Population & Sample: Research is a process through which a researcher tries to get a better understanding of any particular situation, phenomenon or conditions and it helps to take action based on the knowledge (Marshall and Rossman, 2014). This research tried to find out the relationship between entrepreneurial competency and innovative marketing and in order to do so data was collected from those who actually take decisions in SME. Population refers to all of the entities of interest in a study (Albright et al., 2006). This research used small and medium enterprises (SMEs) of Khulna as the unit of analysis. The population of this study was the owner, manager or decision-maker of the firms. From the population, non-probability snowball sampling technique was used for this study to collect the sample as Neuman (2002) found this method to be less time consuming and less costly than different probability sampling. The sample contains the owner of the boutique and fashion house in Khulna city. The selection of the sample size is founded on the work of Afroze et al. (2015), Al Amin and Islam (n.d.), Das (2000), Kumari et al. (2010) and Roy (2012). A total of 150 questionnaires were sent to the owners of boutique and fashion SME owners in Khulna city and from them, 108 filled questionnaires were reverted. 8 questionnaires were removed due to the vague and incomplete answers thus leaving the final sample size to be 100.

The boutique house is a booming business in this city. 8% percent of boutiques are owned by some renowned NGO, 52% percent are owned by woman entrepreneur and 40% are owned by the male entrepreneur. There are around 350 boutique houses in Khulna city which are taken as the population in this study. The average age of the boutique houses is around 5 years. The number of the fashion house in Khulna city is around 300. Though this boutique and fashion houses are small in nature, it is significantly contributing to the market by providing aquality product with reasonable price. The overall sample represented by 88% of male and the majority of the sample already completed Bachelor’s degree (42%). Most of the organizations are privately owned with 3 – 6 years of age.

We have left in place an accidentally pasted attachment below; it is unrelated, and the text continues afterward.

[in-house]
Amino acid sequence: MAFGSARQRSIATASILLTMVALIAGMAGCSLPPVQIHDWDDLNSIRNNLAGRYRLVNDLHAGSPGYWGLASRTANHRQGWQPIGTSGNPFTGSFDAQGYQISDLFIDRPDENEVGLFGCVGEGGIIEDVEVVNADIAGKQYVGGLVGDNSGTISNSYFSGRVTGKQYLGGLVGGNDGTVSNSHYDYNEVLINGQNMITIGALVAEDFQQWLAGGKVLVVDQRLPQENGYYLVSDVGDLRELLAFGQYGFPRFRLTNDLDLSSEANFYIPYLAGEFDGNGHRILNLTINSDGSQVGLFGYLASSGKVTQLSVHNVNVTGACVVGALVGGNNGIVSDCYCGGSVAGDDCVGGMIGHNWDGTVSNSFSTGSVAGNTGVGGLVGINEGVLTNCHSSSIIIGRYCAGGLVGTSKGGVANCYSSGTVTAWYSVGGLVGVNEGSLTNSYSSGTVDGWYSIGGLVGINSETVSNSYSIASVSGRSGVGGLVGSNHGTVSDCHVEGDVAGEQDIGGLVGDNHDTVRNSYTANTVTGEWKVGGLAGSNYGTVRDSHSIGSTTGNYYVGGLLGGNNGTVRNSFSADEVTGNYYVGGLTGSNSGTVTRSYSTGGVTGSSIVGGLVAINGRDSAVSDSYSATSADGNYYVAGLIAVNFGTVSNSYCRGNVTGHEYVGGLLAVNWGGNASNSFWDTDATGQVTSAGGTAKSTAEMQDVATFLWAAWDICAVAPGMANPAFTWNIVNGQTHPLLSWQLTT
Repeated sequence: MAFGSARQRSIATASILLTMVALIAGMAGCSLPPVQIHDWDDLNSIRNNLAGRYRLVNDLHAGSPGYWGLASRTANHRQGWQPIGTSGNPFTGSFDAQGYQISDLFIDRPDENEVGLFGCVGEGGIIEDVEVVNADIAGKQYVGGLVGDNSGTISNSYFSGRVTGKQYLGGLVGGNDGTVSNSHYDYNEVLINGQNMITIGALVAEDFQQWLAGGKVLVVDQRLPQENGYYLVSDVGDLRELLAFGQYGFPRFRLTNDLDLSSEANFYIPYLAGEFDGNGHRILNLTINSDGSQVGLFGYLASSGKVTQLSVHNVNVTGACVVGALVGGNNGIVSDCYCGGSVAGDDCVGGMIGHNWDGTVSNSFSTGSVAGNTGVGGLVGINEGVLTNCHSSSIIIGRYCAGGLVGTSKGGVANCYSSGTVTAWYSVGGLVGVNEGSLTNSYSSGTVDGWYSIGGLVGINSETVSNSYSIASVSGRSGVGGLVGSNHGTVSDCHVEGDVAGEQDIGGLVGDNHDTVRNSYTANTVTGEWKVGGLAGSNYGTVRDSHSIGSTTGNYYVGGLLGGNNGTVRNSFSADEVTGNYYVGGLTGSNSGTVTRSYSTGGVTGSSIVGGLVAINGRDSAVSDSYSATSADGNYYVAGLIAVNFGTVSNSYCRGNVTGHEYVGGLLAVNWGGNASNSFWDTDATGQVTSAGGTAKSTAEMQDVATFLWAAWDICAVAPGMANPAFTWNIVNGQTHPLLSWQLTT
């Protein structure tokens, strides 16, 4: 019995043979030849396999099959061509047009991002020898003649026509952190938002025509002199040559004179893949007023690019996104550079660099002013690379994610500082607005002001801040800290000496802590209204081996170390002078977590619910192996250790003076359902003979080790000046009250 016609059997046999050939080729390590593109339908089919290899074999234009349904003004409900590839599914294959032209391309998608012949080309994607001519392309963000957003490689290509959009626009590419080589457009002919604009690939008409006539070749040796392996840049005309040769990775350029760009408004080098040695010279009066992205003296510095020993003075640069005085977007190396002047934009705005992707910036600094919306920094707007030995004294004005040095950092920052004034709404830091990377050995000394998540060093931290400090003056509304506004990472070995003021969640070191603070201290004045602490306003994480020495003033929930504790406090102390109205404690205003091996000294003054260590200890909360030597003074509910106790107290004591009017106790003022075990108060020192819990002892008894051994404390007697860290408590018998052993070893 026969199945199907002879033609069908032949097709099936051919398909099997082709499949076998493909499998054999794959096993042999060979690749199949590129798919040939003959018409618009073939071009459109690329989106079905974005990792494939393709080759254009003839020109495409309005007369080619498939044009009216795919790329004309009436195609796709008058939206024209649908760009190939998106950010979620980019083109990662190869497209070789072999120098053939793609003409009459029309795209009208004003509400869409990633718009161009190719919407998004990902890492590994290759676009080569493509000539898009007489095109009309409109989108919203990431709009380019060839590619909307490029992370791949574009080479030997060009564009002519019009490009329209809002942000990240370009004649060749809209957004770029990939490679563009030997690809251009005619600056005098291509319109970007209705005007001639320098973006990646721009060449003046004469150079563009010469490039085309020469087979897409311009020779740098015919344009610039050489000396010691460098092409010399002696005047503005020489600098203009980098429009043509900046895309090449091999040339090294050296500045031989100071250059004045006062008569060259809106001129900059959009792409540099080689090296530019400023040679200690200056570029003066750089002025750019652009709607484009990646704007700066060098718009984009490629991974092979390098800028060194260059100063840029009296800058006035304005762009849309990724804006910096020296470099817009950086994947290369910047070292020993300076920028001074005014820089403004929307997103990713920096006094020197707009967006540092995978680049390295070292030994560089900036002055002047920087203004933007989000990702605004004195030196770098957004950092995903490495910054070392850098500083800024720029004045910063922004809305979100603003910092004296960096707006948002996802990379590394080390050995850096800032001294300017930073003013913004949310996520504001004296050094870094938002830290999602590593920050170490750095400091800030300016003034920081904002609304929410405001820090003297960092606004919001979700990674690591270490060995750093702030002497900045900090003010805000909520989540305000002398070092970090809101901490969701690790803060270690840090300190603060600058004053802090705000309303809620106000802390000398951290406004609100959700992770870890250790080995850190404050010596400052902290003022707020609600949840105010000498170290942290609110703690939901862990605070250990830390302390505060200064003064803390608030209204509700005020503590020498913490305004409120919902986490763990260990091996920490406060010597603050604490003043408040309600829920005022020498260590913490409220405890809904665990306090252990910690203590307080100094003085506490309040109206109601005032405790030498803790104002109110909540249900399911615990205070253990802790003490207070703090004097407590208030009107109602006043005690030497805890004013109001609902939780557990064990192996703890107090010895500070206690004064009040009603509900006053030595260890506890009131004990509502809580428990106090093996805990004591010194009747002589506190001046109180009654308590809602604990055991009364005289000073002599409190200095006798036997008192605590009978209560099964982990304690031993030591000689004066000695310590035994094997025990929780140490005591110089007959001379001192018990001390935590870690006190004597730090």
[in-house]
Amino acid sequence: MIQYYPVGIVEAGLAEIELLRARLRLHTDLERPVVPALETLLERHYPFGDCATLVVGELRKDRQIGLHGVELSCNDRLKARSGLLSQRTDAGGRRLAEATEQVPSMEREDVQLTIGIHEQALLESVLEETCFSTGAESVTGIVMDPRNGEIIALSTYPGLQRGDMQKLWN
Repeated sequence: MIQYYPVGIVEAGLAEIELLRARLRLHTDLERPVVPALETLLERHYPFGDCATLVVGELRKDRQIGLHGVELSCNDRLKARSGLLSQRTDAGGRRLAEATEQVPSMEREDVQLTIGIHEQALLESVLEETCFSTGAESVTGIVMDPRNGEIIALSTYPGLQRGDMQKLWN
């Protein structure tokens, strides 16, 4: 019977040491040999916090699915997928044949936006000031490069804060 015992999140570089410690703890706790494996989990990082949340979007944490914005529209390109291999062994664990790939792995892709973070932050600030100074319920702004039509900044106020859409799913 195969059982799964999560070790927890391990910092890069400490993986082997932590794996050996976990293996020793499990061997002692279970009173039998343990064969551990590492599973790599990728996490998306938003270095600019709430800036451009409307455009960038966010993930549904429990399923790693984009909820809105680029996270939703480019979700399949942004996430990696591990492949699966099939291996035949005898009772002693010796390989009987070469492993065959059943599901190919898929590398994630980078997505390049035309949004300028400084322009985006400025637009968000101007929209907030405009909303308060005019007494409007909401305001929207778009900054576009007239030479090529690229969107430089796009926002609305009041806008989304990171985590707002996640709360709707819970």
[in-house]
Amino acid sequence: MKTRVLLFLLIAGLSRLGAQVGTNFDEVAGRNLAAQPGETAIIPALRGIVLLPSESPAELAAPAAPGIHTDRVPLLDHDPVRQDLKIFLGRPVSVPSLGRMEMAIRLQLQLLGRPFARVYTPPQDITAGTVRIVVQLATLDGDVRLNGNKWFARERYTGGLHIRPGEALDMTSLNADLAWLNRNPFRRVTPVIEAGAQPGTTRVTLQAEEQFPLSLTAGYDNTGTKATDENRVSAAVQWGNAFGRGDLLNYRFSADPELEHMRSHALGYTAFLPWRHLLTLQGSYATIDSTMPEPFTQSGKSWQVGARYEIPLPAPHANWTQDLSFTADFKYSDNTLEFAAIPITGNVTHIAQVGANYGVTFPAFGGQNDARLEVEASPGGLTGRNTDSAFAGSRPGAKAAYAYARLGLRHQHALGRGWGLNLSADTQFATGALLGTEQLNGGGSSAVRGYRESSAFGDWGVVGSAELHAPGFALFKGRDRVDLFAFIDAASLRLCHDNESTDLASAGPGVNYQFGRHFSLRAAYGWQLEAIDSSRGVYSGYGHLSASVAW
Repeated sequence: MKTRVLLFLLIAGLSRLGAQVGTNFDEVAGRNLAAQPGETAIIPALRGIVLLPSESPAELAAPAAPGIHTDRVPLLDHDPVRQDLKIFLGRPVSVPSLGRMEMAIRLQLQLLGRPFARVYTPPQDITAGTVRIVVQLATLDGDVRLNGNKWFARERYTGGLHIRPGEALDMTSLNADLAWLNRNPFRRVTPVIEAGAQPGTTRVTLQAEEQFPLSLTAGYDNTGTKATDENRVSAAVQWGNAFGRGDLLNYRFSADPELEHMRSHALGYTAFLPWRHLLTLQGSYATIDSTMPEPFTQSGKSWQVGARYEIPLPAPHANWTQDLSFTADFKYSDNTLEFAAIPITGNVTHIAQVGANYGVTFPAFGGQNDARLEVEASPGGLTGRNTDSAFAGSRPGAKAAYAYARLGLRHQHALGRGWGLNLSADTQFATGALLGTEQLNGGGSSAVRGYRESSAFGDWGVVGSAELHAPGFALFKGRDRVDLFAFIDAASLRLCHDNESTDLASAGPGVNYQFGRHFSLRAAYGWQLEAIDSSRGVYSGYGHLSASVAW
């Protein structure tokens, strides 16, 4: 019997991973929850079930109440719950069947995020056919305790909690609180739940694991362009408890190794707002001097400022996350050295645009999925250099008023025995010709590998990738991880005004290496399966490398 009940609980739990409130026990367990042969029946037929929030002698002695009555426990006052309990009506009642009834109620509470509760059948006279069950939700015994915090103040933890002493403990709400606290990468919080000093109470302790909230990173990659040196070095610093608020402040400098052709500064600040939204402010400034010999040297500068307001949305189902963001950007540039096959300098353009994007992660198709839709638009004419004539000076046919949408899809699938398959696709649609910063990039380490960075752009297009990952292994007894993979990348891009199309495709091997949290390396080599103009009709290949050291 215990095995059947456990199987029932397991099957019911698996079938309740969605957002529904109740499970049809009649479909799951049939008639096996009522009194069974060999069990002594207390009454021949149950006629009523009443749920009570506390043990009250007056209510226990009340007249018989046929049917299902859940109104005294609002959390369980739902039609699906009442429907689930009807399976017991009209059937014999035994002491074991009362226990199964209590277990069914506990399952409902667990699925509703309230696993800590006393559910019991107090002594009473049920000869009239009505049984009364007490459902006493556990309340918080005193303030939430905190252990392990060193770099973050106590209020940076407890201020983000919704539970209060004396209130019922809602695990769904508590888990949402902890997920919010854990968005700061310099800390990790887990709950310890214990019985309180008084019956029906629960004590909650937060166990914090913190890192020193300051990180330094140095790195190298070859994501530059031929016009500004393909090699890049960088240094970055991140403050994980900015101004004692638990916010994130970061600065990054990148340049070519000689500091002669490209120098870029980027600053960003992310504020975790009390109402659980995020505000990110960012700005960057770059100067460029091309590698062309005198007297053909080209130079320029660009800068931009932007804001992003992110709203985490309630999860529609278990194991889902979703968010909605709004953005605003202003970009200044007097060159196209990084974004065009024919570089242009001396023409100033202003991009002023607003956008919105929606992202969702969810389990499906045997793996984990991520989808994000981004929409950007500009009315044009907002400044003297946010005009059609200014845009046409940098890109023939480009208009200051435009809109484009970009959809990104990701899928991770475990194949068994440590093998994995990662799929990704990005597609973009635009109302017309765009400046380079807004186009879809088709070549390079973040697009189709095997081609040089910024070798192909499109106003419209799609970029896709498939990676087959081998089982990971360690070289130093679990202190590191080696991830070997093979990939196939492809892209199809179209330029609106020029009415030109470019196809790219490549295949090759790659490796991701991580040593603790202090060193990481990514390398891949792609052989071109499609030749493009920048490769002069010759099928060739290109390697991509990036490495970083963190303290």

Measurements of Constructs: A structured questionnaire was developed based on a theoretical framework from the previous literature. Six constructs of entrepreneurship competencies have been measured with the help of existing questionnaire found in different literatures. The measurement tool for opportunity competency is taken from the work of Aouni and Surlemont (2008), organizing competency of the entrepreneur is measured by the model developed by Seabela and Fatoki (2014), Lau et al. (1999) developed questionnaires for measuring strategic competency, relationship competency is measured by questionnaires set by Man et al. (2002), work by McClelland (1987) provides with the measurement tool for commitment competency and the conceptual competency is measured by the model developed by Izquierdo et al. (2005). Indicators to measure the innovative marketing have also been taken from the already established literature. Six variables have been found dominant in measuring innovative marketing strategies from existing literature. Variables of innovative marketing strategies consists of marketing variables (Carson et al., 1997), integrated marketing (Carson  et  al., 1997; Johne, 1999), modification (Carland et al., 1984; Carroll, 2002; McAdam et al., 2000; Nieto, 2004), customer focus (Blythe, 2001; Brooksbank et al., 1992; Mohan-Neill, 1993), market focus (Ahmed, 1998; Carson and Grant, 1998; Knight et al., 1995; Kuczmarski, 1996) and unique proposition (Cummins et al., 2000; McAdam et al., 2000; Pitt et al., 1997). In order to measure the innovative marketing strategies, indicators are taken which entails these six variables successfully. Questions for entrepreneurial competencies were measured on a 5-point Likert scale ranging from 1 (Strongly Disagree) to 5(Strongly Agree). The last part of the questionnaire consists of innovation marketing construct that has been used as a dependent variable in this study. Innovative marketing strategies have also been measured with 5-point Likert scale ranging from 1 to 5 (1 = Never, 2 = Rare, 3 = Sometimes, 4 = Frequently, 5 = Always).